April sees sharp drop in store visitor numbers: Springboard

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The number of shoppers visiting UK stores has “plummeted” over the last two months, new data suggests. At the same time, more shops now stand empty.

Footfall was down by 3.3% in April, after falling by 6% in March, according to today’s BRC-Springboard Footfall and Vacancies Monitor. The national town centre vacancy rate was 9.2% in April 2018, up from 8.9% in January 2018.

Easter this year fell in March rather than April, as last year. But when both months were taken together, “footfall has plummeted,” said Diane Wehrle, marketing and insights director at Springboard. She added: “A -3.3% drop in April, following on from -6% in March resulted in an unprecedented drop of -4.8% over the two months. Not since the depths of recession in 2009 has footfall over March and April declined to such a degree, and even then the drop was less severe at -3.8%.”

Footfall decreased by -9% over the first half of the month and then recovered slightly to a positive 1.5% in the second half, possibly due to better weather conditions.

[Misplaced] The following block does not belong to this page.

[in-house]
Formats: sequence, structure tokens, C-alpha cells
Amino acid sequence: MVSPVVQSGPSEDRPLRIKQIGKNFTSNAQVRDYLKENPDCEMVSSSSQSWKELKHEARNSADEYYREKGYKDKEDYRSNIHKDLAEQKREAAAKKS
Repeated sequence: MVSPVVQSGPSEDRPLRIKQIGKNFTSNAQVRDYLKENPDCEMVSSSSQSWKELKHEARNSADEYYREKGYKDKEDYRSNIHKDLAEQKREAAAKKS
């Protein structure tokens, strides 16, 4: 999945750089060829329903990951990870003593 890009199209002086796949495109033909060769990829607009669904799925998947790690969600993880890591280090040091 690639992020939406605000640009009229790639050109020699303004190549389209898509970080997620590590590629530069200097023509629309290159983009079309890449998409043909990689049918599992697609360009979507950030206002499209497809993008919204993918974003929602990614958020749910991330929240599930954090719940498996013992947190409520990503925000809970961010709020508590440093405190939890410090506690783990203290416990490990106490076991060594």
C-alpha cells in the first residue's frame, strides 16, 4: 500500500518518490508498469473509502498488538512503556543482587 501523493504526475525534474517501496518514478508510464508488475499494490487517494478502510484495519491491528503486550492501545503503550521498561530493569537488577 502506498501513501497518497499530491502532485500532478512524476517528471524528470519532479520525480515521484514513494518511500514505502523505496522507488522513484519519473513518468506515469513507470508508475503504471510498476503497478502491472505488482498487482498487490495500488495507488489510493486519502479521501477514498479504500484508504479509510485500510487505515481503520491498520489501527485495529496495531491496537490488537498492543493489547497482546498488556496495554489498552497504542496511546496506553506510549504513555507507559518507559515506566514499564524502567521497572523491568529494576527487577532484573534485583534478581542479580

Overall, footfall across all UK regions has declined over the last two months. Wales (-1.5%) and London (-2.4%) experienced a slower rate of footfall downturn, while Northern Ireland (-7.3%) was harder hit. 

“A wet start to April had a dampening effect on visits across the UK’s shopping locations adding to the long-term downward in footfall resulting from changing consumer behaviour,” said Helen Dickinson, chief executive of the British Retail Consortium (BRC). “That shift in the way we shop, coupled with a highly challenging business environment, is having a significant impact on the nation’s high streets: in April nearly 1 in 10 shops in town centres was vacant.”

She added: “While these figures highlight the difficulties faced by retailers, they also point to the evolution of the industry. Retailers are embracing changing customer behaviour and adapting to a challenging environment by rebalancing investment in physical and digital infrastructure. Policy-makers can help support our industry and the re-making of our high streets by creating a progressive policy environment.”

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